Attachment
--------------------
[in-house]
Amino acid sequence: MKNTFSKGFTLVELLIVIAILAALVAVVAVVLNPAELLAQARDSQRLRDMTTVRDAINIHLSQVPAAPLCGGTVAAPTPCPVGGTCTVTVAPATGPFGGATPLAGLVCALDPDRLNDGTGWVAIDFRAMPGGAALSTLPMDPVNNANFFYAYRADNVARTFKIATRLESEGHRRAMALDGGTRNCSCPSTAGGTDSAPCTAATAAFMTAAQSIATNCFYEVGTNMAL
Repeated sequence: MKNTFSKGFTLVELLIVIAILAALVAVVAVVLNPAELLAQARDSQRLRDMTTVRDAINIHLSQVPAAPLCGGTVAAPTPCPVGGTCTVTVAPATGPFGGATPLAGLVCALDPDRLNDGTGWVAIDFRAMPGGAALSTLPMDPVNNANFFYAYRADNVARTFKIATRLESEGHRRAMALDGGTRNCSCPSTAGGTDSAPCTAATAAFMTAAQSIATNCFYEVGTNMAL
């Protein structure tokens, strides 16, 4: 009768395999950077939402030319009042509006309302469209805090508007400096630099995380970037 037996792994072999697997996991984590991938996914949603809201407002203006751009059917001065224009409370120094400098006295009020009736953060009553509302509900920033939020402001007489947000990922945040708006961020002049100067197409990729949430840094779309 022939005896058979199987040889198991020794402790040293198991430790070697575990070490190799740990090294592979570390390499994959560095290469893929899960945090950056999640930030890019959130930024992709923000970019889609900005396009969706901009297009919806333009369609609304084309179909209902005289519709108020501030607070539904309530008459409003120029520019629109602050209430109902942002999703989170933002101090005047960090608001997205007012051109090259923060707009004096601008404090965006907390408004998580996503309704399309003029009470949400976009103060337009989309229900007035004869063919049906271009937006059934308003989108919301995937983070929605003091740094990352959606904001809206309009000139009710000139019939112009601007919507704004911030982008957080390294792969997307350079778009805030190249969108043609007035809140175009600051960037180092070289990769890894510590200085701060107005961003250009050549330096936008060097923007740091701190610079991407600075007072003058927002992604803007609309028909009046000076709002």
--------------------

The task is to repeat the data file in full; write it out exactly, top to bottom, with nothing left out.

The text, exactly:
[in-house]
Amino acid sequence: MKNTFSKGFTLVELLIVIAILAALVAVVAVVLNPAELLAQARDSQRLRDMTTVRDAINIHLSQVPAAPLCGGTVAAPTPCPVGGTCTVTVAPATGPFGGATPLAGLVCALDPDRLNDGTGWVAIDFRAMPGGAALSTLPMDPVNNANFFYAYRADNVARTFKIATRLESEGHRRAMALDGGTRNCSCPSTAGGTDSAPCTAATAAFMTAAQSIATNCFYEVGTNMAL
Repeated sequence: MKNTFSKGFTLVELLIVIAILAALVAVVAVVLNPAELLAQARDSQRLRDMTTVRDAINIHLSQVPAAPLCGGTVAAPTPCPVGGTCTVTVAPATGPFGGATPLAGLVCALDPDRLNDGTGWVAIDFRAMPGGAALSTLPMDPVNNANFFYAYRADNVARTFKIATRLESEGHRRAMALDGGTRNCSCPSTAGGTDSAPCTAATAAFMTAAQSIATNCFYEVGTNMAL
């Protein structure tokens, strides 16, 4: 009768395999950077939402030319009042509006309302469209805090508007400096630099995380970037 037996792994072999697997996991984590991938996914949603809201407002203006751009059917001065224009409370120094400098006295009020009736953060009553509302509900920033939020402001007489947000990922945040708006961020002049100067197409990729949430840094779309 022939005896058979199987040889198991020794402790040293198991430790070697575990070490190799740990090294592979570390390499994959560095290469893929899960945090950056999640930030890019959130930024992709923000970019889609900005396009969706901009297009919806333009369609609304084309179909209902005289519709108020501030607070539904309530008459409003120029520019629109602050209430109902942002999703989170933002101090005047960090608001997205007012051109090259923060707009004096601008404090965006907390408004998580996503309704399309003029009470949400976009103060337009989309229900007035004869063919049906271009937006059934308003989108919301995937983070929605003091740094990352959606904001809206309009000139009710000139019939112009601007919507704004911030982008957080390294792969997307350079778009805030190249969108043609007035809140175009600051960037180092070289990769890894510590200085701060107005961003250009050549330096936008060097923007740091701190610079991407600075007072003058927002992604803007609309028909009046000076709002």